Statutes. RUGER, C. J. The plaintiff's testator while sheriff In a recent case in this court it was said, that "the of the county of New York received for collection an right of a sheriff to fees is derived from, and depends execution upon a judgment in an action wherein the altogether upon the statute. At common law he could people of the State were plaintiffs and William M. not lawfully collect or receive them." Campbell v. Tweed was defendant.

Cothran, 56 N. Y. 281; 2 B. & A. 562; 1 Chit. 295; GraThe plaintiffs, having recovered their judgment for ham v. Grill, 2 M. & S. 294. upward of six and a half millions of dollars, issued an The plaintiffs must therefore establish their right to execution thereon against the property of the defend- the fees in question under the statute in force at the ant, which having been returned mulla bona, there- time the services were rendered, and if they do not upon issued the execution against the person of the bring themselves within its terms they must necesdefendant.

sarily fail in their claim. The material part of that On December 20, 1876, the sheriff arrested the de. statute reads as follows: "For serving” “an execufendant upon the execution, and retained him in cus- tion for the collection of money," " for collecting the tody until December 31, 1876, when his term of office sum of $250 or less, two cents and five mills per dollar; having expired in pursuance of the statute, he trans- and for every dollar collected more than $250, one cent ferred the process, with the body of the defendant, and two and a half mills." “ The fees herein allowed over to his successor.

for the service of an execution, and for advertising No moneys were collected by either sheriff upon the thereon, shall be collected by virtue of such execution process, and the defendant therein was retained in the same manner as the sum therein directed to be in custody until his death, which occurred April, 12, levied." 2 Rev. Stat.615 (orig.ed.),$ 38. The language of 1878.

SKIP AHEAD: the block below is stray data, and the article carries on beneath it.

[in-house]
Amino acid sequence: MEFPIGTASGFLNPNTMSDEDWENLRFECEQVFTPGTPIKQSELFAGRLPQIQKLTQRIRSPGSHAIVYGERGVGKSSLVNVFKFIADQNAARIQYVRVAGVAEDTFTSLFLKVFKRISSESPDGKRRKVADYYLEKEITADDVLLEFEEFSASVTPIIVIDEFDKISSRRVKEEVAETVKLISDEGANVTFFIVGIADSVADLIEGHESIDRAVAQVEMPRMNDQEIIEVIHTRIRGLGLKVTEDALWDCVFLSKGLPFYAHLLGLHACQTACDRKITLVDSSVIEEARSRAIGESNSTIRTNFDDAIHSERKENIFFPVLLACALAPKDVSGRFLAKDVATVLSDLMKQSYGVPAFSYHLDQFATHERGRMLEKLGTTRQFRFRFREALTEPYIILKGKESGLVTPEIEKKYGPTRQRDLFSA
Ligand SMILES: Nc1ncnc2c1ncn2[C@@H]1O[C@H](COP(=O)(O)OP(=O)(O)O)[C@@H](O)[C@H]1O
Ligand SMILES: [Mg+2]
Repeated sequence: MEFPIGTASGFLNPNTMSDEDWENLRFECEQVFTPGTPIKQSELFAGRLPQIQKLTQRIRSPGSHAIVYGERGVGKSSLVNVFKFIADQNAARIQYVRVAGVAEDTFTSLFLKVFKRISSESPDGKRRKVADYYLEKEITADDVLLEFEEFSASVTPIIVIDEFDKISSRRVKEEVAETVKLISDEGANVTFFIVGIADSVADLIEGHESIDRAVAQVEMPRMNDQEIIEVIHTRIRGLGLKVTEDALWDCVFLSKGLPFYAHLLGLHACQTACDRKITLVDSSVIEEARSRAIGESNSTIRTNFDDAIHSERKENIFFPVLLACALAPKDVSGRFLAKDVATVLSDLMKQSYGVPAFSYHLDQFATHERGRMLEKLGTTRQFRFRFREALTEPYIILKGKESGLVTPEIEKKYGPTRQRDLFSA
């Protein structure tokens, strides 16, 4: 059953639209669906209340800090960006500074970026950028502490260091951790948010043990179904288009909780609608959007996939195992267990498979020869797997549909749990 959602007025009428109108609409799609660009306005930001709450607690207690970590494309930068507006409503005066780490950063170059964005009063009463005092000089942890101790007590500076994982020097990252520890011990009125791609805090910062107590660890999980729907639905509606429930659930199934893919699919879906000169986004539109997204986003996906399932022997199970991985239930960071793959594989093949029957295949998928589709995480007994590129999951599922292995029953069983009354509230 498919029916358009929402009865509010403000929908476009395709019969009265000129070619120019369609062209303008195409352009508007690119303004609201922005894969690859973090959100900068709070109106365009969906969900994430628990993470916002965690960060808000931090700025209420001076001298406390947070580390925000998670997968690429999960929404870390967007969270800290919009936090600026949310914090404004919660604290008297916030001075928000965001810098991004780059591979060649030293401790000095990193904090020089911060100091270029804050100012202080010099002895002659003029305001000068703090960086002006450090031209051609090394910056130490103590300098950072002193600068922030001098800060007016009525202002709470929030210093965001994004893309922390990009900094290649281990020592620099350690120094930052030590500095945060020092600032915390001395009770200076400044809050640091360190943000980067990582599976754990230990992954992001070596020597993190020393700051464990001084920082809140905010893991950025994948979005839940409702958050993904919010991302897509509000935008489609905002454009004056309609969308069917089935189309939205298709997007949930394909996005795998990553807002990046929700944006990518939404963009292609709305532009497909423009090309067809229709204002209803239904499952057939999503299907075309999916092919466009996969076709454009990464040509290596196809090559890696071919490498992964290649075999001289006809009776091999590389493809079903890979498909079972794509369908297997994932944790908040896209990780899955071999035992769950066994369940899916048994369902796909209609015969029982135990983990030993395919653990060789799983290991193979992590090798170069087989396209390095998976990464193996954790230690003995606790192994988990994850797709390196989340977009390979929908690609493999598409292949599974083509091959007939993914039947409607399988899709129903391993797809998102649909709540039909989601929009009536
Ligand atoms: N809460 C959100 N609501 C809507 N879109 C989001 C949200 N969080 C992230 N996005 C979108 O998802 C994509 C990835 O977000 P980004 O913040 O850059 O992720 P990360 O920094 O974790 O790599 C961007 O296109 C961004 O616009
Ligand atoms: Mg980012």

this provision seems to be plain and unambiguous, and The plaintitfs claim that they are entitled to clearly removed from the possibility of misconstrucpoundage accruing to their testator upon this execu- tion. The services, for which compensation is protion under the statute regulating the compensation of vided are those for "collecting "the moneys called for sheriffs.

by the execution, and the fees are computable only A brief reference to some of the salient features in upon the amount "collected,” and are made collectithe history of legislation on the subject will enable us ble by virtue of the execution alone. to appreciate the bearing of the cases cited on the To bring the claim of a sheriff within the provisions question presented by this appeal.

of the statute, it is essential that he show either the Prior to the enactment of the statute of 29 Eliz., ch. collection of the moneys called for, or some interfer4, the charges of sheriffs for executing writs for the ence by the plaintiff with his execution of the process collection of judgments was entirely unregulated by that is equivalent thereto. It has been uniformly held statute. Under this condition of the law grave abuses in England as well as in this country, under all stat. bad sprung up, and sheriffs and their servants were utes giving fees to sheriffs upon executions, that a accustomed to practice extortion, not only upon the judgment creditor cannot, after placing process in the persons against whom process issued, but also from hands of the officer and inducing him to move forward the plaintiffs therein. By that act, which was en- in the work of executing it, iuterfere to prevent its en



forcement without thereby making himself liable for was held to have been performed, so far as to fix the the compensation of the sheriff. Alchin v. Wills, 5 T. plaintiff's liability for sheriff's fees, when the body of R. 470; Hildreth v. Ellice, 1 Caines, 192; Campbell v. the defendaut was taken upon execution. Cothran, 56 N. Y. 282. These cases proceed upon an None of the English cases seem to support the docobvious equity, analogous to that underlying the fam- trine of this case, and it can be sustained only upon iliar principle which debars a party to a contract the ground that the language of the statute estabfrom claiming the beuefit of the non-performance lished the sheriff's right to fees when he had com. of a condition precedent by the other party when be menced the execution of the process. has by his own conduct made performauce thereof by In each of the early English cases of Earle v. Plumsuch party impossible.

mer, 1 Salk. 332; Rawstorne v. Wilkinson, 4 M. & S. 236; The question presented by this appeal seems to us to Bullen v. Ansley, 6 Esp. 111, the sheriff had fuliy exebe one purely of statutory construction, and in the cuted the writ and paid over the money collected. It absence of prior adjudication, would appear to be easy was held in those cases that he thereby became en. of solution. But it contended by the learned coun- titled to poundage, although the writs were subsesel for the appellants that the logic of the cited cases quently set aside for irregularity. supports the claim now made by them.